Routinized Prison Abuse
As for routinized prison abuse, Bagram and Abu Ghraib have regularly been described as one-off aberrations, but the origins of such brutality are not hard to spot in our treatment of prisoners at home. This continuity is personified by Charles Graner, the ringleader of the Abu Ghraib torture. He had fittingly been a guard at maximum-security State Correctional Institute-Greene in southwestern Pennsylvania, itself subject to a major prisoner-abuse scandal in the late 1990s which got several guards fired, though not Graner.
Fact is, the abuse and/or torture of prisoners, though far from systematic, is not all that uncommon in many American prisons. What came out in the Abu Ghraib photos is, according to the (increasingly busy) United States program of Human Rights Watch, not so different from the abuse and brutality of many of our own stateside lock-ups.
In New York, for instance, a state task force convened by Governor David Paterson in 2008 deemed the entire youth detention system “broken.” The official report found that guards throughout the system regularly used “excessive force” on youth inmates, sometimes breaking bones and shattering teeth.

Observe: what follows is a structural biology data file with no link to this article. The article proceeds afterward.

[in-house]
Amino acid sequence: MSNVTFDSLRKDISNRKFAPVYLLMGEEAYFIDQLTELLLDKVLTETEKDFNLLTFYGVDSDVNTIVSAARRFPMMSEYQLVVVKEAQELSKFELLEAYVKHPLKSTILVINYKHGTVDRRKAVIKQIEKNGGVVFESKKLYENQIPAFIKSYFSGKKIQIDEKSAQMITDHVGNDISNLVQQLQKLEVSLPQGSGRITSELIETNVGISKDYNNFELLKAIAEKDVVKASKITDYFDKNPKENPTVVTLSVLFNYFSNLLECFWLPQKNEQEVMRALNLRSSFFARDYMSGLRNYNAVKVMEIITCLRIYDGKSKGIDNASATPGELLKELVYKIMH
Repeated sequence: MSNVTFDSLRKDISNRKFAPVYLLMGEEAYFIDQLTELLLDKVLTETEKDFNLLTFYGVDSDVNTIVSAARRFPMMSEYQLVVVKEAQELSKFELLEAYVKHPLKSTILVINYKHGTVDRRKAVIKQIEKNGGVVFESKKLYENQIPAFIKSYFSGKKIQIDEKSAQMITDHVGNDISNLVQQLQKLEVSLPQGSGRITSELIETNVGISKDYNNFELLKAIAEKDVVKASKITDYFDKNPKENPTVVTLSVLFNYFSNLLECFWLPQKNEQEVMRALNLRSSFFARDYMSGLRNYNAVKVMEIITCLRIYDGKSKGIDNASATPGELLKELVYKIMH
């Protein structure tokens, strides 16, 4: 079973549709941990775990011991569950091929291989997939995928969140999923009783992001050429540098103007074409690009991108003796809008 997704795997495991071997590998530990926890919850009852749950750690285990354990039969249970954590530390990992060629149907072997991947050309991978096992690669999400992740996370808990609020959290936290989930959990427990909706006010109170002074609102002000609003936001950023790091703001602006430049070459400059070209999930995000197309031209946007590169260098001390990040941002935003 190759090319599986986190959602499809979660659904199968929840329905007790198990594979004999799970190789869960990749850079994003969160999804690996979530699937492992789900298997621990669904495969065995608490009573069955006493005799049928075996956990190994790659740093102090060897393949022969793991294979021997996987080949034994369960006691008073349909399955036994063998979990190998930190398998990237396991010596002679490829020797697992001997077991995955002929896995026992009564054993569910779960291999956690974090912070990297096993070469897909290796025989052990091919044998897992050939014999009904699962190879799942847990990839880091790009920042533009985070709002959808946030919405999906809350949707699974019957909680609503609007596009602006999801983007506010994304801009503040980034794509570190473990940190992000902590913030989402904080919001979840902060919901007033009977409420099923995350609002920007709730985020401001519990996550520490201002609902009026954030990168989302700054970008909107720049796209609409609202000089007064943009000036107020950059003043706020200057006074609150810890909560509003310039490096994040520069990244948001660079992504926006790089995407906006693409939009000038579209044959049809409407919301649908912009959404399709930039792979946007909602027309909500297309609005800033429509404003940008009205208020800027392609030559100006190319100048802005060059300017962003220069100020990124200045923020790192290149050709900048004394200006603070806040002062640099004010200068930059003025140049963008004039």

Prison abuse here at home can be just as fatal as at Bagram. In New York, an emotionally disturbed 15-year-old died in 2006 after corrections officers pinned him face down on the ground. (Remember, at Bagram the interrogators tried to make young Khadr talk by threatening to send him to an American prison, which they apparently considered at least as threatening as anything Afghanistan had to offer.)
This is not lost on lawyers representing Gitmo detainees. “I might well advise a client to take ten years in the communal wing of Guantánamo over three years in solitary at the supermax in Florence,” says Shayana Kadidal, senior managing attorney at the Guantánamo Global Justice Initiative at the Center for Constitutional Rights. Attorney Joshua Dratel, who took part in the very successful defense of Gitmo detainee David Hicks, told me recently that he thought the worst American-run prison is not Guantánamo’s Camp Delta, but rather the Metropolitan Correctional Center in lower Manhattan. And yet, somewhat mysteriously, New Yorkers are more likely to know about the brutality of Gitmo and Abu Ghraib than the fatal abuse and abysmal prison conditions in their own state.